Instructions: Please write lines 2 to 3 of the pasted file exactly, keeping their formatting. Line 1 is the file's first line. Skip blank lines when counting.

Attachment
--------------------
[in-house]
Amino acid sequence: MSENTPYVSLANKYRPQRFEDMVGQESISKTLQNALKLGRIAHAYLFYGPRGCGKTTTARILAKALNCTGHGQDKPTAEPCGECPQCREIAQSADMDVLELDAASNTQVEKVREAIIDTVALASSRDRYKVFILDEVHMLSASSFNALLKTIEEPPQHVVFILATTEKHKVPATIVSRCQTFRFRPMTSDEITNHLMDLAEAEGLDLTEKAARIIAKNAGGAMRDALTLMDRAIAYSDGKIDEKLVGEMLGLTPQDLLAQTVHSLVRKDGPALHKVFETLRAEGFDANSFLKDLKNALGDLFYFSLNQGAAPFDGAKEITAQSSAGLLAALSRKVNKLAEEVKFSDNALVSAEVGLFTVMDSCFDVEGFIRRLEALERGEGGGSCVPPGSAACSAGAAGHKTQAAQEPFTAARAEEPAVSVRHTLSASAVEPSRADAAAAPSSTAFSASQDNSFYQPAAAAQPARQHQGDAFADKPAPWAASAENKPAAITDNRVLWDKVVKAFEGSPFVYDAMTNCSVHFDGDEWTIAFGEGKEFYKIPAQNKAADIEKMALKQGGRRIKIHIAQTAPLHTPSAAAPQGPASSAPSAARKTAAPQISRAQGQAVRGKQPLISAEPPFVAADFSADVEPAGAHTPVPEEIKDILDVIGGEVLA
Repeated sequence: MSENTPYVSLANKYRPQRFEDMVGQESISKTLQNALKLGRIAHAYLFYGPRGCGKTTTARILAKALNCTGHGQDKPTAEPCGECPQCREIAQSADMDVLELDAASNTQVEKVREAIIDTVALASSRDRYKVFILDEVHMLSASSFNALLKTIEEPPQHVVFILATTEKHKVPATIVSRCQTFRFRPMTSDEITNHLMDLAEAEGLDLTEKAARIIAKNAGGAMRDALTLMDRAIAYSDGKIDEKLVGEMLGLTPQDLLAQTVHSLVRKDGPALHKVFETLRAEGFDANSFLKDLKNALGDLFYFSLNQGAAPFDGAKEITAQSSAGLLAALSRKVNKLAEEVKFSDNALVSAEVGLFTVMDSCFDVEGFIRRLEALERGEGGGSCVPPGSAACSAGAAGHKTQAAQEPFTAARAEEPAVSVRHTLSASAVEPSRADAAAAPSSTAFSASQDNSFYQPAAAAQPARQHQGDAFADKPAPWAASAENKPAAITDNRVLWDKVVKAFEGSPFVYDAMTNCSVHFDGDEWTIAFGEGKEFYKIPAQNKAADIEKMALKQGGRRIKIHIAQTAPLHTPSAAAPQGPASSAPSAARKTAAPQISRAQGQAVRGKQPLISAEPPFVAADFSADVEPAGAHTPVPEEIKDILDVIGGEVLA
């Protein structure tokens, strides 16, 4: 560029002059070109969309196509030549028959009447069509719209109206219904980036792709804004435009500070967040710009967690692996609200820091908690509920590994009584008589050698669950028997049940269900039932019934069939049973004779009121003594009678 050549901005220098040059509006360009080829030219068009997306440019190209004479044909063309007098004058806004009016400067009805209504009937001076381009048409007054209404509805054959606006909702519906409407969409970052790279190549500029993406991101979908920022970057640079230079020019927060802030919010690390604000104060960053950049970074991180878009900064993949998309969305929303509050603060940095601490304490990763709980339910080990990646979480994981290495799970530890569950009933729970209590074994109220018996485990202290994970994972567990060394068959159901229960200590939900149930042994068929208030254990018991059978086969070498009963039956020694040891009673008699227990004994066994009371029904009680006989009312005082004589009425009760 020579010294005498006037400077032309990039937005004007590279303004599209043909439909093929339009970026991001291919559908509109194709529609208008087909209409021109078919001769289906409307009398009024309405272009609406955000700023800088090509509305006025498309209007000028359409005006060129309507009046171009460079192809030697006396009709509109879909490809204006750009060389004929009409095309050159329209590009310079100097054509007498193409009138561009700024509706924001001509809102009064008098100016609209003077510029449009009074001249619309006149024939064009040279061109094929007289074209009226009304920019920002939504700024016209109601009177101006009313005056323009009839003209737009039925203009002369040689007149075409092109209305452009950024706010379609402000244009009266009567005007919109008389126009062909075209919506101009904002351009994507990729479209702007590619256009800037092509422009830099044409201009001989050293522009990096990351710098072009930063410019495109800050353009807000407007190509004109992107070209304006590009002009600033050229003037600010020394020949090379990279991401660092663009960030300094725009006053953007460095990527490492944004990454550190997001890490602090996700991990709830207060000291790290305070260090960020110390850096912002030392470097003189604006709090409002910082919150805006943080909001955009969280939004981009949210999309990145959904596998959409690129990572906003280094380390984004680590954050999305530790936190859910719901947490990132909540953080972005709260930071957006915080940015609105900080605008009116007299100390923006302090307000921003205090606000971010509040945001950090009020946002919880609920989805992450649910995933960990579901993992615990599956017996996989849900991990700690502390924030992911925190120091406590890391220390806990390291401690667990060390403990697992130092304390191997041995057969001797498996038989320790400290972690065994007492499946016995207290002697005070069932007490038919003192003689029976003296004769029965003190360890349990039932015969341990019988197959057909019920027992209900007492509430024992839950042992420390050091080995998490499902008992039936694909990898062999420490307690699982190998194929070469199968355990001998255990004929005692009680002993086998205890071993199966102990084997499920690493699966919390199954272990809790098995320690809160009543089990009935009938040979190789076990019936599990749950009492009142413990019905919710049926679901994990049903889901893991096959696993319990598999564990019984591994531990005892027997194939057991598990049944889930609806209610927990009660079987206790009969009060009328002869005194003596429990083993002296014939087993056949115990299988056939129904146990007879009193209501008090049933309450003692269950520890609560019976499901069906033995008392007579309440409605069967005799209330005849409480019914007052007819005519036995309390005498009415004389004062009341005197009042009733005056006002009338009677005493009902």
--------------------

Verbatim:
Amino acid sequence: MSENTPYVSLANKYRPQRFEDMVGQESISKTLQNALKLGRIAHAYLFYGPRGCGKTTTARILAKALNCTGHGQDKPTAEPCGECPQCREIAQSADMDVLELDAASNTQVEKVREAIIDTVALASSRDRYKVFILDEVHMLSASSFNALLKTIEEPPQHVVFILATTEKHKVPATIVSRCQTFRFRPMTSDEITNHLMDLAEAEGLDLTEKAARIIAKNAGGAMRDALTLMDRAIAYSDGKIDEKLVGEMLGLTPQDLLAQTVHSLVRKDGPALHKVFETLRAEGFDANSFLKDLKNALGDLFYFSLNQGAAPFDGAKEITAQSSAGLLAALSRKVNKLAEEVKFSDNALVSAEVGLFTVMDSCFDVEGFIRRLEALERGEGGGSCVPPGSAACSAGAAGHKTQAAQEPFTAARAEEPAVSVRHTLSASAVEPSRADAAAAPSSTAFSASQDNSFYQPAAAAQPARQHQGDAFADKPAPWAASAENKPAAITDNRVLWDKVVKAFEGSPFVYDAMTNCSVHFDGDEWTIAFGEGKEFYKIPAQNKAADIEKMALKQGGRRIKIHIAQTAPLHTPSAAAPQGPASSAPSAARKTAAPQISRAQGQAVRGKQPLISAEPPFVAADFSADVEPAGAHTPVPEEIKDILDVIGGEVLA
Repeated sequence: MSENTPYVSLANKYRPQRFEDMVGQESISKTLQNALKLGRIAHAYLFYGPRGCGKTTTARILAKALNCTGHGQDKPTAEPCGECPQCREIAQSADMDVLELDAASNTQVEKVREAIIDTVALASSRDRYKVFILDEVHMLSASSFNALLKTIEEPPQHVVFILATTEKHKVPATIVSRCQTFRFRPMTSDEITNHLMDLAEAEGLDLTEKAARIIAKNAGGAMRDALTLMDRAIAYSDGKIDEKLVGEMLGLTPQDLLAQTVHSLVRKDGPALHKVFETLRAEGFDANSFLKDLKNALGDLFYFSLNQGAAPFDGAKEITAQSSAGLLAALSRKVNKLAEEVKFSDNALVSAEVGLFTVMDSCFDVEGFIRRLEALERGEGGGSCVPPGSAACSAGAAGHKTQAAQEPFTAARAEEPAVSVRHTLSASAVEPSRADAAAAPSSTAFSASQDNSFYQPAAAAQPARQHQGDAFADKPAPWAASAENKPAAITDNRVLWDKVVKAFEGSPFVYDAMTNCSVHFDGDEWTIAFGEGKEFYKIPAQNKAADIEKMALKQGGRRIKIHIAQTAPLHTPSAAAPQGPASSAPSAARKTAAPQISRAQGQAVRGKQPLISAEPPFVAADFSADVEPAGAHTPVPEEIKDILDVIGGEVLA